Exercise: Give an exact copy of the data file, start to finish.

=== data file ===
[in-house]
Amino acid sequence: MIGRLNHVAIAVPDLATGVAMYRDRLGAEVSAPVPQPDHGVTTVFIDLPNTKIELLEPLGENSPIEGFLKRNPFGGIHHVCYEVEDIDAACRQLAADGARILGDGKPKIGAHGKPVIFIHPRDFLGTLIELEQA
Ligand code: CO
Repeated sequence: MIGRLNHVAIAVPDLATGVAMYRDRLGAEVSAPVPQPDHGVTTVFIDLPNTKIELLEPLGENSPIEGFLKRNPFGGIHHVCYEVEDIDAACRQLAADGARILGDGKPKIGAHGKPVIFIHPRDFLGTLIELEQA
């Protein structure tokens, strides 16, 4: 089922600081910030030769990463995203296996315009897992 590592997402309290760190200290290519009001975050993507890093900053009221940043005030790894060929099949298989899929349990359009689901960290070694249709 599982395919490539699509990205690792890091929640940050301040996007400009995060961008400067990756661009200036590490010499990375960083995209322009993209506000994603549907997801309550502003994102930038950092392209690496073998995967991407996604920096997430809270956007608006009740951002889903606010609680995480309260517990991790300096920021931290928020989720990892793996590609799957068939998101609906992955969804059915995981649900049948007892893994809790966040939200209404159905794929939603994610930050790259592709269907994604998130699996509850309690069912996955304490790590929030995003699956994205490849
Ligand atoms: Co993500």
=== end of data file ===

[in-house]
Amino acid sequence: MIGRLNHVAIAVPDLATGVAMYRDRLGAEVSAPVPQPDHGVTTVFIDLPNTKIELLEPLGENSPIEGFLKRNPFGGIHHVCYEVEDIDAACRQLAADGARILGDGKPKIGAHGKPVIFIHPRDFLGTLIELEQA
Ligand code: CO
Repeated sequence: MIGRLNHVAIAVPDLATGVAMYRDRLGAEVSAPVPQPDHGVTTVFIDLPNTKIELLEPLGENSPIEGFLKRNPFGGIHHVCYEVEDIDAACRQLAADGARILGDGKPKIGAHGKPVIFIHPRDFLGTLIELEQA
């Protein structure tokens, strides 16, 4: 089922600081910030030769990463995203296996315009897992 590592997402309290760190200290290519009001975050993507890093900053009221940043005030790894060929099949298989899929349990359009689901960290070694249709 599982395919490539699509990205690792890091929640940050301040996007400009995060961008400067990756661009200036590490010499990375960083995209322009993209506000994603549907997801309550502003994102930038950092392209690496073998995967991407996604920096997430809270956007608006009740951002889903606010609680995480309260517990991790300096920021931290928020989720990892793996590609799957068939998101609906992955969804059915995981649900049948007892893994809790966040939200209404159905794929939603994610930050790259592709269907994604998130699996509850309690069912996955304490790590929030995003699956994205490849
Ligand atoms: Co993500």